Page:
For my Exhibition Beyond the Noise: Coul Links I believed it was necessary to create a statement of intent that would be among the first things visitor’s to the exhibition would encounter as they entered the space. This statement needed to be concise, and clearly set the stage for why they were about to see what they were going to see. It also needed to be accessible, written in language that did not obfuscate but rather in terms that could be understood by anyone who visited.
BEYOND THE NOISE
My work over the past two years is first and foremost an exploration of place. The intent was to look past all of the on-going controversy to get to know “photographically” this place known as Coul Links. I have used my cameras to record what constitutes Coul Links today and how it changes in response to natural forces. It is just the beginning of a longer-term project to study how Coul Links adapts to whatever changes it sees in the future.
“Place” is a rather more complex concept than just physical existence. Think of the old question, “If a tree falls in a forest on a deserted island, does it make a sound?” If you don’t know it exists, is it a place, or is it only when significance is attached that a space becomes a place? A house becomes a home because someone lives there. Our increased mobility and the never-ending onslaught of information that takes our attention results in us all being faced with more and more “non-places” in our everyday lives; spaces we pass through or spaces of which we are not even aware.
Coul Links was a largely unknown space until a proposal surfaced to use it in yet another way than it had been used over the centuries of its existence. The number of people who actually knew of Coul Links beforehand was quite small, and there are still a significant number of local people who have never been on Coul Links. As for the 90,000 people, most of whom from well out of the area, who signed a petition opposing the development, Coul Links remains for most of them just a space or “non-place” to which they have no real connection or likelihood of ever establishing one. It is just another in the long list of non-places for most of these people.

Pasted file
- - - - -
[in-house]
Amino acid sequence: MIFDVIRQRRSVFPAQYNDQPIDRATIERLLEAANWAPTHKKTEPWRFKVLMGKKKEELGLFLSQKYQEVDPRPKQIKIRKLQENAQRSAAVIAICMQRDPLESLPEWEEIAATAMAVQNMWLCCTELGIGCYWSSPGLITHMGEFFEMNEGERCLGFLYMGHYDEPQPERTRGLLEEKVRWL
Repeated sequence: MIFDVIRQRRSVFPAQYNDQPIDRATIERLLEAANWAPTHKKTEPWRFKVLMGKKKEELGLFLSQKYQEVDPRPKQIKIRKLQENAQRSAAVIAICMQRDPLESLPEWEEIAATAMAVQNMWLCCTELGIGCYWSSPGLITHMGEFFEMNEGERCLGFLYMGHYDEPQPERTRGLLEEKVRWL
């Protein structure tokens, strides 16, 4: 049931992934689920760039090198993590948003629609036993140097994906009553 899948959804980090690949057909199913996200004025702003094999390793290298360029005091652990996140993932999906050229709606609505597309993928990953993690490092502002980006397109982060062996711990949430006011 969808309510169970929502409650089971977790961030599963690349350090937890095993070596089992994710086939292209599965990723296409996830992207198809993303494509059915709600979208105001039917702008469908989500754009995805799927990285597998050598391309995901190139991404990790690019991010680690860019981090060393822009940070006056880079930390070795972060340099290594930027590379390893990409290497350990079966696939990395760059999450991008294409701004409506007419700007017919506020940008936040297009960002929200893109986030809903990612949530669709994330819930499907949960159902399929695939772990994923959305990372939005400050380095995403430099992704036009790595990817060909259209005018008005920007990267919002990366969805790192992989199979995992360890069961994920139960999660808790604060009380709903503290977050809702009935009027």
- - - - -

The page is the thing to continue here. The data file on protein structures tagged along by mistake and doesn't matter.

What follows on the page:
For those who know Coul Links and who have established their connection to this place, that connection takes different forms. Coul Links has been many things over the years and remains many things to those for whom it holds some significance. For me it has been a slow courtship that over the past two years has led me to an intimate understanding of and connection to Coul Links. I have discovered things and places that I suspect few people know and I have watched and documented with great interest how this magnificent landscape changes and adapts to the forces which act upon it. It remains and will continue to remain in its ever-changing forms Beyond the Noise.
I believed it was important to hold my exhibition locally because the subject of my work is of significant interest to the people in the local area. However, the choices of venues are extremely limited and because all the suitably large spaces are multi-use facilities that have a variety of regular activities and events booked in them throughout the year, availabilities of even a couple of contiguous days were extremely limited. That created a multitude of planning and logistical challenges that had to be managed in order to have a successful exhibition. In order to organise and execute a major exhibition in a venue that is not optimised as a gallery and with no help from on-site staff or curators a significant amount of planning and investment was necessary.